As a result, it plans to add a social component to eco:Drive by this summer that will allow drivers to compare scores and compete for badges in a wide variety of categories, such as the best eco-driver in Italy, the best eco-driver in Europe or the best senior eco-driver. “We want to engage people over longer periods,” Peterlini says. “In order to do that we are going to leverage the drivers’ willingness to play.”

And plans are also underway to use individual eco-driving profiles to personalize eco-routing suggestions on Fiat’s navigation systems.


Michael Franke, a Volkswagen spokesman for product technologies, is not convinced by Fiat’s gamefication idea. “You should have the same technology and driving conditions, otherwise the results are not comparable,” he says.

But he, too, sees value in making eco-driving solutions more context-aware and integrated with navigation systems and traffic and weather information streams. In his view, future eco-driving solutions could take into consideration things like approaching speed limits, timing of traffic lights and also respond to ad hoc situations such as an accident a short distance down the road.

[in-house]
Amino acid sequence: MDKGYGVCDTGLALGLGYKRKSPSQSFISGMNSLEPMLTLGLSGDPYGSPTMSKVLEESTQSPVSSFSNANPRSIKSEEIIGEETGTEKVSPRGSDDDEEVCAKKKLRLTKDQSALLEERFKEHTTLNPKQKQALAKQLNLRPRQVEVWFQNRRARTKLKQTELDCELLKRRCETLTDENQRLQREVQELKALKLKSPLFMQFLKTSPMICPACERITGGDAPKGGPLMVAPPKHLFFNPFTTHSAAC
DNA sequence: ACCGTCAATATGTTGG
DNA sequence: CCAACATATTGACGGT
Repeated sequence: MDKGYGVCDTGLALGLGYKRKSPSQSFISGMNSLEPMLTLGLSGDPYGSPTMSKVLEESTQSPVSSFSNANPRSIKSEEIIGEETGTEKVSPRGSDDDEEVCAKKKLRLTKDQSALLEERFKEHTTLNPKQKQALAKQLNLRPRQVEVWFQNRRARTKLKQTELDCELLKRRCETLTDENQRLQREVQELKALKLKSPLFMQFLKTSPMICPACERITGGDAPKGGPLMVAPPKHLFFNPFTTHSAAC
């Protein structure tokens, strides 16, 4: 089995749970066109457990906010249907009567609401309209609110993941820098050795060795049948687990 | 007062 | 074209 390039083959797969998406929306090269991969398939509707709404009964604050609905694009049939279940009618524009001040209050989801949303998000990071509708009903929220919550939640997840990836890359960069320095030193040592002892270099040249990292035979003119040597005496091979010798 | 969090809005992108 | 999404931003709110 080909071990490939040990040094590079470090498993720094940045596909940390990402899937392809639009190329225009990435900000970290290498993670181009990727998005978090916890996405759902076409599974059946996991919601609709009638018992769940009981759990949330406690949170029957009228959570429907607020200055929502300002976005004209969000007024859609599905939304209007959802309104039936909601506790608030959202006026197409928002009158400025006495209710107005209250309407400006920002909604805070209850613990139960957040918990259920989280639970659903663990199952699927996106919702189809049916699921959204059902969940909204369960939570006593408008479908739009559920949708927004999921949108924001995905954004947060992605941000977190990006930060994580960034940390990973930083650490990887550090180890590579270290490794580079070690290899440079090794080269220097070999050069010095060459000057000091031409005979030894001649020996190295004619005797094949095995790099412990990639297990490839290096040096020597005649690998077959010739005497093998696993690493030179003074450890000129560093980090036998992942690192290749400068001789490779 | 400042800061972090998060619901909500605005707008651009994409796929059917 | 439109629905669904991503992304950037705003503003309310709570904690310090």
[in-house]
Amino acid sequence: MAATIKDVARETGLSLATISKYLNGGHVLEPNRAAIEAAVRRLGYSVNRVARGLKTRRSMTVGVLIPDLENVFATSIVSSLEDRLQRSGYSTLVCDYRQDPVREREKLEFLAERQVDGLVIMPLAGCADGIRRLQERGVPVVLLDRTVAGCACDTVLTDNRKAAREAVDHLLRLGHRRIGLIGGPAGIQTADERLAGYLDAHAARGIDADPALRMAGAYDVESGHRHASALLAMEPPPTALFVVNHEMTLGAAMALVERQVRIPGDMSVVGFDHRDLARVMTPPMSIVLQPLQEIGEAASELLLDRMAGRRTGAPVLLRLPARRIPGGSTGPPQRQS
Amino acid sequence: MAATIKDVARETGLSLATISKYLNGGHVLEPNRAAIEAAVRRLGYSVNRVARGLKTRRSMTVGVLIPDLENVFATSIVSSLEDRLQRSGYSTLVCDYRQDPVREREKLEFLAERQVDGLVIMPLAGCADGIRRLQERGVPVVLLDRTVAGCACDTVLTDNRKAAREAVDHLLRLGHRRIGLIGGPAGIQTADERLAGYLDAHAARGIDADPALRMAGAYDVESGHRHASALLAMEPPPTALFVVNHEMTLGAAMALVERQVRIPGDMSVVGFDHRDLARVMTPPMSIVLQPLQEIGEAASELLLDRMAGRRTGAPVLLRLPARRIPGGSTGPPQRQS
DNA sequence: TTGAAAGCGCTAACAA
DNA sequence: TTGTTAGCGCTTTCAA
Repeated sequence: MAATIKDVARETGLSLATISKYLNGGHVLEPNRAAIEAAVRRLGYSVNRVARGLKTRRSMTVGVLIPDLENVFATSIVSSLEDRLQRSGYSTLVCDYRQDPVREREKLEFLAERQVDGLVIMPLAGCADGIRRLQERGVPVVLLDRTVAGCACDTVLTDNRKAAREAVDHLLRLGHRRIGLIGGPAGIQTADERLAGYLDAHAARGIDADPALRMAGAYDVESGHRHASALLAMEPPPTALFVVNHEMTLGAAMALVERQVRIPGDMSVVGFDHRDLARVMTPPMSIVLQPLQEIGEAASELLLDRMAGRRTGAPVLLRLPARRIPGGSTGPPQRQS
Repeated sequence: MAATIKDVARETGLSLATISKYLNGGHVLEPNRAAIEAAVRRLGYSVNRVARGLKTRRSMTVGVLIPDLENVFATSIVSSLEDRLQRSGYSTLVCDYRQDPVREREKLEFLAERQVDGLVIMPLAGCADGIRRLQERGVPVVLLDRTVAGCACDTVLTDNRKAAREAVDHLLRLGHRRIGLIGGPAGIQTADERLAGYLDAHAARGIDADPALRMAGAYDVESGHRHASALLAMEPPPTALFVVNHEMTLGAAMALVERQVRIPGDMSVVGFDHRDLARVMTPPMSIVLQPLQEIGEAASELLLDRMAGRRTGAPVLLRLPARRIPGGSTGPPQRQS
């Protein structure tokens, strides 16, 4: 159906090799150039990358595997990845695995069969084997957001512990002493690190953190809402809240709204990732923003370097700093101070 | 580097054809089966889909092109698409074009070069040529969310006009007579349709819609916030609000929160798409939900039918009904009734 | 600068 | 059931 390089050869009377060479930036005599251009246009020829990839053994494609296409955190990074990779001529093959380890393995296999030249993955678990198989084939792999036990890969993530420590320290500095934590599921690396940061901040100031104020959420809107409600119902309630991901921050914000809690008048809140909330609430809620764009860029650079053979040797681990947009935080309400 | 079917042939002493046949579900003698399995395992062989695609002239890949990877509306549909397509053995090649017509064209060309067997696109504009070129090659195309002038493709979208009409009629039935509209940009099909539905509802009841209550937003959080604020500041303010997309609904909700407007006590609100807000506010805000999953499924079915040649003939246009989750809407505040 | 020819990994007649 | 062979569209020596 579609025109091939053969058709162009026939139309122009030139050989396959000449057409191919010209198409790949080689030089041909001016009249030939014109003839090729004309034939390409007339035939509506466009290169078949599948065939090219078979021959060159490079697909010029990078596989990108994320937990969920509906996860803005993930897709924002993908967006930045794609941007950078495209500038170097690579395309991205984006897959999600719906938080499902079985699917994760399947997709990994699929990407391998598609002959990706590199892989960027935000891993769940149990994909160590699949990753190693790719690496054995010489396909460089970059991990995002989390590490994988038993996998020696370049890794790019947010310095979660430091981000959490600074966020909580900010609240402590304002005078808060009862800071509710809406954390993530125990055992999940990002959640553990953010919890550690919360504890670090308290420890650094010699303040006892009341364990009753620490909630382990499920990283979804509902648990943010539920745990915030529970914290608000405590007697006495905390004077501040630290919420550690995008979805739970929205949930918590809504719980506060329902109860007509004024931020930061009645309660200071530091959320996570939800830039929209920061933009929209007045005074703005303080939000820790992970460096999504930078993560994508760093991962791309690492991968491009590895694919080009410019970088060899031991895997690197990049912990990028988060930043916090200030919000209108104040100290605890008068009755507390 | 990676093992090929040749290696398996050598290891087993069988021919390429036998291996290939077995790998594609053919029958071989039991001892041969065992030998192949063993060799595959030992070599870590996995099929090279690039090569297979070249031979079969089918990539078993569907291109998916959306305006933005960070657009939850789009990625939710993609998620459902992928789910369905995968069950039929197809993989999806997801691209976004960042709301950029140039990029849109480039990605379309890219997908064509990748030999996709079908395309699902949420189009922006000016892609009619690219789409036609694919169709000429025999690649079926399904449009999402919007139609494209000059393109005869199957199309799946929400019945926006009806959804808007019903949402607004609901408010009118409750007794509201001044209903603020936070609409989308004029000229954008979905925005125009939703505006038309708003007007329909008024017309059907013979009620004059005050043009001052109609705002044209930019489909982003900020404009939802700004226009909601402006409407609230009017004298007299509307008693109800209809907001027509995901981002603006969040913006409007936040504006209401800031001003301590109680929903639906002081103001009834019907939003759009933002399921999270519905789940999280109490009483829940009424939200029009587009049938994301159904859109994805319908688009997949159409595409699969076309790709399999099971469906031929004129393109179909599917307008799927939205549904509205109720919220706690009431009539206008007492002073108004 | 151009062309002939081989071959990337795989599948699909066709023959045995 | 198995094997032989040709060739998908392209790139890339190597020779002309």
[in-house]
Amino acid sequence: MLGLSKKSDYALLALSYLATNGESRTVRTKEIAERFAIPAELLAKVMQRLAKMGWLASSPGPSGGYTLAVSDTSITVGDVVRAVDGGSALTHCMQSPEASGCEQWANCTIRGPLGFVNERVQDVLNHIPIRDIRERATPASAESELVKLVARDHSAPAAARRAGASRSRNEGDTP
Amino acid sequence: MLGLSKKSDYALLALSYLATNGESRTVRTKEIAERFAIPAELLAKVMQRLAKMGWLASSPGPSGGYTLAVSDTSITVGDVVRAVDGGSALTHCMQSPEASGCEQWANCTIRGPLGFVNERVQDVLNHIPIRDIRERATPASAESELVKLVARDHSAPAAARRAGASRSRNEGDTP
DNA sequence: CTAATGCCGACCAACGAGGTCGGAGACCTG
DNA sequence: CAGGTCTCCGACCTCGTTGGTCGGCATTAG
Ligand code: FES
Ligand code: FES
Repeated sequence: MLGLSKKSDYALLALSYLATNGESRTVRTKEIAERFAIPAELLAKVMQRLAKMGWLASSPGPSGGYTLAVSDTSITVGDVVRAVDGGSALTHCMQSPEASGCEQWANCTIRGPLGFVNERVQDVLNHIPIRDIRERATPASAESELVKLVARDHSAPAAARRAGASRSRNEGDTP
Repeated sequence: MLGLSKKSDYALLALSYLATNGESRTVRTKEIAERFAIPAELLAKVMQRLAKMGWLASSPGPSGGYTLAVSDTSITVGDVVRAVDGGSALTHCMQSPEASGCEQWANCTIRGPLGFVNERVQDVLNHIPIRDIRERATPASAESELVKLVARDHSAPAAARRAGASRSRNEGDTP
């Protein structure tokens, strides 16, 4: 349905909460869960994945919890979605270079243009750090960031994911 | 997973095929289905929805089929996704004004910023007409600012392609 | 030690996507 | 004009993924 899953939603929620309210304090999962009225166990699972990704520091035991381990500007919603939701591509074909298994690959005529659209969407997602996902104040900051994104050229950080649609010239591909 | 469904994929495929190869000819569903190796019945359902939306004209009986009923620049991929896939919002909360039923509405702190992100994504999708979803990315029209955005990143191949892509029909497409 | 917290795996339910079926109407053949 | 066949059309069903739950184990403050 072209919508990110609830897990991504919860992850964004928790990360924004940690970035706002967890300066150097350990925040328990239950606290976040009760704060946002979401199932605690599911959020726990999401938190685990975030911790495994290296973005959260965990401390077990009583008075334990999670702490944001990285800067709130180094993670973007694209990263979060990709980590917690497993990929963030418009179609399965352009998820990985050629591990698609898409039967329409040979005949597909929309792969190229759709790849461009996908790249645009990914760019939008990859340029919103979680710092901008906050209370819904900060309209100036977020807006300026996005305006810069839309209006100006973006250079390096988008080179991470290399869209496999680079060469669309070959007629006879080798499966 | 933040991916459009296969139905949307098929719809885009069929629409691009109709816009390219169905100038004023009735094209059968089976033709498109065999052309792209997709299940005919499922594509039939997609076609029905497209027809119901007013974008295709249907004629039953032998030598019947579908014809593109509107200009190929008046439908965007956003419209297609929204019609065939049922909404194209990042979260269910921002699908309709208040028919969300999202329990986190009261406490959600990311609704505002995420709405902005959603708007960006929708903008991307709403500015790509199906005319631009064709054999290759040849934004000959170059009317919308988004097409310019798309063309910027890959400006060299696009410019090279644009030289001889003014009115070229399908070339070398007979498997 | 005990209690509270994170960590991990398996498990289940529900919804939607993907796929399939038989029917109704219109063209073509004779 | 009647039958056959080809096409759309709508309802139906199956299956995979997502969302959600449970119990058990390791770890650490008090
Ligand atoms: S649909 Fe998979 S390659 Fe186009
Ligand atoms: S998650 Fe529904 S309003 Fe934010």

“This is the future,” Franke says. “Every car manufacturer is working on this. I am not sure at the moment when we will start serial production, but from my point of view it’s not so far away, maybe 2015, 2016.”

Generally speaking, there are three main concerns that motivate drivers to adopt a more eco-friendly driving style: environmental, financial and, in the United States, also dependence on foreign oil, given the country’s fraught relations with many oil-producing countries. But these concerns alone are not enough to ensure a consistency of use of any given eco-driving solution.

Solutions with daily relevance

What is needed are solutions that have a daily relevance for the driver, says Roger Lanctot, associate director for automotive multimedia & communications service at Strategy Analytics.

Gamefication will only appeal to some people. “There are some maniacs out there who want to find out the maximum range or the maximum efficiency that can achieve,” he says. “Is that 10 percent of drivers? Is it five percent? Is it 20 percent?”